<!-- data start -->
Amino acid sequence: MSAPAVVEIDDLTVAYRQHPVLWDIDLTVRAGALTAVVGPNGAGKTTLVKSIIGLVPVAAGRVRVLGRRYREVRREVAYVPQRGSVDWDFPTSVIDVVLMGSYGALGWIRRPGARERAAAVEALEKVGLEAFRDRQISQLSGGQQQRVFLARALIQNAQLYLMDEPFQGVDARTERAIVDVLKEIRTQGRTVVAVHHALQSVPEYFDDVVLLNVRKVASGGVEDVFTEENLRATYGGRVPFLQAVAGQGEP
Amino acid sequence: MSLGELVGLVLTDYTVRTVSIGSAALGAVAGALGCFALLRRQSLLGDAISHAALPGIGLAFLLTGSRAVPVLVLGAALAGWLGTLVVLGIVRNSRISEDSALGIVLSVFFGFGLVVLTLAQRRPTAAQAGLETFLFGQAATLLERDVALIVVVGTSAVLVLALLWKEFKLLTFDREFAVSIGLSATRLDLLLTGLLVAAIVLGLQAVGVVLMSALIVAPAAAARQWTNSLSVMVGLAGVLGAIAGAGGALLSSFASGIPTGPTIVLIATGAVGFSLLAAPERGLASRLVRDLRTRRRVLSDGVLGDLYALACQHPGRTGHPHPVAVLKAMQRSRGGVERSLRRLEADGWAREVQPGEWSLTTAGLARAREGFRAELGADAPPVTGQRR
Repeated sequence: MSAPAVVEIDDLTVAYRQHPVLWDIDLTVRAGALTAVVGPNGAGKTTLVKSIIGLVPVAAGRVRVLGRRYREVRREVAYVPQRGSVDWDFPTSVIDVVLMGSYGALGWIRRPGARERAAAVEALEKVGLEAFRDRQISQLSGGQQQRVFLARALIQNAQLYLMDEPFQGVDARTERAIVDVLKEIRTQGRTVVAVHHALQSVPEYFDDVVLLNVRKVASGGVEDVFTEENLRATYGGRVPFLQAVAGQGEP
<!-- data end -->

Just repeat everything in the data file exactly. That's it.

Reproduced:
Amino acid sequence: MSAPAVVEIDDLTVAYRQHPVLWDIDLTVRAGALTAVVGPNGAGKTTLVKSIIGLVPVAAGRVRVLGRRYREVRREVAYVPQRGSVDWDFPTSVIDVVLMGSYGALGWIRRPGARERAAAVEALEKVGLEAFRDRQISQLSGGQQQRVFLARALIQNAQLYLMDEPFQGVDARTERAIVDVLKEIRTQGRTVVAVHHALQSVPEYFDDVVLLNVRKVASGGVEDVFTEENLRATYGGRVPFLQAVAGQGEP
Amino acid sequence: MSLGELVGLVLTDYTVRTVSIGSAALGAVAGALGCFALLRRQSLLGDAISHAALPGIGLAFLLTGSRAVPVLVLGAALAGWLGTLVVLGIVRNSRISEDSALGIVLSVFFGFGLVVLTLAQRRPTAAQAGLETFLFGQAATLLERDVALIVVVGTSAVLVLALLWKEFKLLTFDREFAVSIGLSATRLDLLLTGLLVAAIVLGLQAVGVVLMSALIVAPAAAARQWTNSLSVMVGLAGVLGAIAGAGGALLSSFASGIPTGPTIVLIATGAVGFSLLAAPERGLASRLVRDLRTRRRVLSDGVLGDLYALACQHPGRTGHPHPVAVLKAMQRSRGGVERSLRRLEADGWAREVQPGEWSLTTAGLARAREGFRAELGADAPPVTGQRR
Repeated sequence: MSAPAVVEIDDLTVAYRQHPVLWDIDLTVRAGALTAVVGPNGAGKTTLVKSIIGLVPVAAGRVRVLGRRYREVRREVAYVPQRGSVDWDFPTSVIDVVLMGSYGALGWIRRPGARERAAAVEALEKVGLEAFRDRQISQLSGGQQQRVFLARALIQNAQLYLMDEPFQGVDARTERAIVDVLKEIRTQGRTVVAVHHALQSVPEYFDDVVLLNVRKVASGGVEDVFTEENLRATYGGRVPFLQAVAGQGEP